We speak to Vidar Helgesen, Executive Director of the Nobel Foundation and previously Norway’s Minister of Climate and the Environment, about how the Nobel Prize and its laureates can help us tackle the challenges our planet faces.
How did your interest in climate change and the environment start?
Vidar Helgesen: I think anyone concerned with society and societal issues eventually should and will become concerned with climate change and planetary challenges associated with it. I think my first encounter was around the Brundtland report, the Rio conference in the early 1990s and the environmental wave that was a mark of that time. Later, on various occasions, I’ve been engaged with issues related to climate and environment culminating in being minister for climate and environment in Norway for some years.
Why do you think it’s important that we have this summit and what added values do you see that the Nobel Prize can bring to this event?
The value of the Nobel Prize is first and foremost, the quality of the laureates. We have several prize categories, several of which have been awarded to people with engagements on climate related issues – the peace prize, the prize in economic sciences, the chemistry prize. I think the fact that we’re providing a table for laureates to engage with other experts, policy makers, activists is our value in this. We’re not an advocate, but we are an institution with the most impressive alumni I think the world has seen and providing an opportunity for them to discuss and address the biggest challenges of our time is a natural thing to do.
What global challenges do you think are the most urgent right now for us to address?
I do think the planetary challenges that are on the agenda for the Nobel Prize Summit are on top of the list of what we need to address. Climate change and depletion of natural life is undermining economies, making societies more fragile, potentially magnifying conflict in society and between countries over resources. There are so many aspects to the fundamental workings on the planet and our society that relate to what is happening today to climate and biodiversity. That’s why the issue on the agenda here – the planetary boundaries issue and what can be done to stop the destruction of nature and put in place and accelerate and scale solutions – is really one of the most important, if not the most important challenges of today’s world.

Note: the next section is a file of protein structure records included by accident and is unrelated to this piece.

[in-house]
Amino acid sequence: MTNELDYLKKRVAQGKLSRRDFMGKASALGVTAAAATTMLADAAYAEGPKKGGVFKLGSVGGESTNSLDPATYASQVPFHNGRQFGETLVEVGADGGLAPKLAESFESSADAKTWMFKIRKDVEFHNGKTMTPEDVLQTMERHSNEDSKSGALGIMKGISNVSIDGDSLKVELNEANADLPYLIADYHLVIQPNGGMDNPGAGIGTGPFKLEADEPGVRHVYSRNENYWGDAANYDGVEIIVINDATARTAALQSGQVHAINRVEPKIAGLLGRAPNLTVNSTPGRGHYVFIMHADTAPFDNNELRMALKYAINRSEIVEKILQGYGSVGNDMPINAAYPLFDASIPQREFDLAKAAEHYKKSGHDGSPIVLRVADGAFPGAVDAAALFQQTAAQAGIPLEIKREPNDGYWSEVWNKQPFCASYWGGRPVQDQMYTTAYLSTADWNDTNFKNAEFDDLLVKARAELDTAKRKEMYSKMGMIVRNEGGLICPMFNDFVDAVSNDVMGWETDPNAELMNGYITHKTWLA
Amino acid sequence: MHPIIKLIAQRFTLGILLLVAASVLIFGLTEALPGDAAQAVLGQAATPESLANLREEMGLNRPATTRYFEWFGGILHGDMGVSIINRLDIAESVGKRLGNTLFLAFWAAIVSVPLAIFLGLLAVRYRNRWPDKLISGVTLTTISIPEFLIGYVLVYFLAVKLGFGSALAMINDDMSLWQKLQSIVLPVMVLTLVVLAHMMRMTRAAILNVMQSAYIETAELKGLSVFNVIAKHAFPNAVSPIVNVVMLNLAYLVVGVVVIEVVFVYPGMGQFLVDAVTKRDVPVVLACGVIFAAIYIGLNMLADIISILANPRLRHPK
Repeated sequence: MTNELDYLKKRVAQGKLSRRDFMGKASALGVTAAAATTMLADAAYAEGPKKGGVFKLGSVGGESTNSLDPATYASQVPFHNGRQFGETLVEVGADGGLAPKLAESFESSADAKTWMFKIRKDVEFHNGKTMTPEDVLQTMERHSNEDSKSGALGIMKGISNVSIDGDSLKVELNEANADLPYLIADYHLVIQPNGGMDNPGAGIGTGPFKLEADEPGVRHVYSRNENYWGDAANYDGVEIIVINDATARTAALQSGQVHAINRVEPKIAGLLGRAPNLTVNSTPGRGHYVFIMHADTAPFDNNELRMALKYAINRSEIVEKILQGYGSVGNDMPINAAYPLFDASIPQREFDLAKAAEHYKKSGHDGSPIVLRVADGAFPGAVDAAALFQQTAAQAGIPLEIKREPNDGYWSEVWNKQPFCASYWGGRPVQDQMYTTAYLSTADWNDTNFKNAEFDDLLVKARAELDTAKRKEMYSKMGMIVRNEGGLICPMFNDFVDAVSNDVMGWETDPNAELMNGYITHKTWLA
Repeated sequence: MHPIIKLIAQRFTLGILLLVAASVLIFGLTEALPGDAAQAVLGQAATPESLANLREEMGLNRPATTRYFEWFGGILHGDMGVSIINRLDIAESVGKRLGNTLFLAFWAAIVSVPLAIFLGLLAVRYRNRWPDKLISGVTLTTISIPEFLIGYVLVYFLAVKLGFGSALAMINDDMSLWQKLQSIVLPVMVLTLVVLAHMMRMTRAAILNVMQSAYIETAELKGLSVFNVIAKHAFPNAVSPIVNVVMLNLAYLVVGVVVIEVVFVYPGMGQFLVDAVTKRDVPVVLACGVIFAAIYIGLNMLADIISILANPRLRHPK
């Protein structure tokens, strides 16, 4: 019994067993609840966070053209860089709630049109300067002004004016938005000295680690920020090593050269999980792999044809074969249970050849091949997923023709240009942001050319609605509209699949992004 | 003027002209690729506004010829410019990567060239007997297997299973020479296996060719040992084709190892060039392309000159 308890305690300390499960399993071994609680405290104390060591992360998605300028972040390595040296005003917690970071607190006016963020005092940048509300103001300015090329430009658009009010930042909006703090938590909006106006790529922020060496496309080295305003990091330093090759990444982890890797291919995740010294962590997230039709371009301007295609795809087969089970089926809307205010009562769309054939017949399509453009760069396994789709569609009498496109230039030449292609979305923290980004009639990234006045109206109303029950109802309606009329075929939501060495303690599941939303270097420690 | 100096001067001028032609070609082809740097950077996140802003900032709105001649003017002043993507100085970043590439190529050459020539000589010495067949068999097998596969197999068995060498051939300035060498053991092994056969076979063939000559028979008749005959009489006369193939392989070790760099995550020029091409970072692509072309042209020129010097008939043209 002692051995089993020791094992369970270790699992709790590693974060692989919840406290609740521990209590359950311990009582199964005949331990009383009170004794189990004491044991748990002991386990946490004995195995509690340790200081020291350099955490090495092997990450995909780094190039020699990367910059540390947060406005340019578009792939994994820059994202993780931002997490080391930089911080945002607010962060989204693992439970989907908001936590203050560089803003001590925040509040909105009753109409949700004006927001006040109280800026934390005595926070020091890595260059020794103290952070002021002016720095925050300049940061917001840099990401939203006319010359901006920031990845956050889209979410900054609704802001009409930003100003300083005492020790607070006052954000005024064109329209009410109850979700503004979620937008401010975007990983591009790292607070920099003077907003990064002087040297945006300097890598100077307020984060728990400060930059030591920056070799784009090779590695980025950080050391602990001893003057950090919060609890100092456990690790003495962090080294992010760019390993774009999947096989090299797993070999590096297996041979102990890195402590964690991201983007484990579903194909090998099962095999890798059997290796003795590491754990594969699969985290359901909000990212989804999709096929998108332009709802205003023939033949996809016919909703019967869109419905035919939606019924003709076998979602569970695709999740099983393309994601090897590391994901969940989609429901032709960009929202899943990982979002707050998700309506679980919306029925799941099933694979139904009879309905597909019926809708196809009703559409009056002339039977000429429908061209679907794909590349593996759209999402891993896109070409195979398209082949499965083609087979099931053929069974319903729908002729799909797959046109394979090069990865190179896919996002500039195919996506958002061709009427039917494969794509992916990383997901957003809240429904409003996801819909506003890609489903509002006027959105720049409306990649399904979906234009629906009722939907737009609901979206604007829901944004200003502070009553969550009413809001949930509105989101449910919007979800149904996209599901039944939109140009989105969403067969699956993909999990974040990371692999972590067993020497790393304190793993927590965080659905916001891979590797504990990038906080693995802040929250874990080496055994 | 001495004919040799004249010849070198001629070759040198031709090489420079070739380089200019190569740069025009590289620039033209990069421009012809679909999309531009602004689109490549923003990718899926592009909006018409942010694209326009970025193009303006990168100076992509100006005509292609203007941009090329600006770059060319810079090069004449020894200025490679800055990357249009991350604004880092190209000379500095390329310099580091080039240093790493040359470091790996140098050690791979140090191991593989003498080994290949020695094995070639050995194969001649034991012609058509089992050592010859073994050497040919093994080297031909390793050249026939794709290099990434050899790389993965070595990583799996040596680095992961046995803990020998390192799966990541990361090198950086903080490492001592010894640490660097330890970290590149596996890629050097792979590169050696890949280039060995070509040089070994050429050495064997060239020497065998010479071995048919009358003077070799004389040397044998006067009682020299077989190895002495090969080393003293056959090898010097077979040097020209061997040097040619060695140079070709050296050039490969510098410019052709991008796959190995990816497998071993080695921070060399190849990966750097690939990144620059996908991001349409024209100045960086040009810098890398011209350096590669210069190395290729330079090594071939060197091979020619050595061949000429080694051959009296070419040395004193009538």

What kind of collaborations do you think are needed to tackle our future challenges?
Today we have problems that are accelerating and taking place at high speed. Ecosystems are changing at speeds we haven’t seen before and at the same time they’re very complex and they’re interrelated. Climate change is not only about temperature. It’s about how ecosystems function. Climate change is also a big factor in diminishing biodiversity globally, for example, and interacting with other issues – pollution, overfishing, and other over exploitation of resources. The fact that these are interlinked problems that are accelerating fast requires an ongoing interaction between scientists and policy makers, so that actions can be taken to address these problems in a timely way. On the other side, there is a need for solutions that need to happen fast. Decisions need to be taken fast, but the solutions are also complex. What may appear as a good and effective solution may have side effects that we haven’t thought of. That’s why if you’re in urgent need of complicated solutions, you also need that policy-science dialogue. I think having scientists across a range of sectors and policy makers across a range of sectors interact in order to identify the problems and identify the solutions at the time and scale needed is an urgent challenge.
When talking to children and future generations what would you say would be the most important thing to address right now?
At a household level there’s a lot we can do, but the major challenge is really to get the resources globally – the financial resources and investments, the big money to go to the right places, the right technologies, the right solutions. That might not be an easy thing to communicate with children, but when we’re talking about the need for urgent scaling of solutions, it’s really about getting money, technology and policy frameworks to match. That’s complicated but it’s urgently needed.
And there the Nobel Prize and the Nobel Prize laureates can be really key to accomplishing these things.
Yes – we need both to understand the problems and to identify solutions. The disciplines of the Nobel Prize are relevant – we need physics and chemistry to find the right solutions. We need economists to tell us how we can act efficiently to curb problems and scale solutions. If we don’t succeed there’s going to be more instability and it’s not a coincidence that the peace prize has been awarded to climate activists and environmental activists several times. So the Nobel Prize and the laureates have a strong role to play.
We need a science policy dialogue. That means we need political decision-making that is based on knowledge produced by science and the world needs scientists to be willing to, and able to, interact in a direct way with decision makers. The fact that so many laureates and other experts have teamed up for this Nobel Prize Summit is an exciting indication that they’re willing to do so.
So we’re hoping for a Nobel Prize Summit for the benefit of humankind also for the future.
That’s the purpose of the Nobel Prize and the vision of Alfred Nobel. It’s still very much alive.
Learn more about the Nobel Prize Summit, taking place on 26-28 April 2021.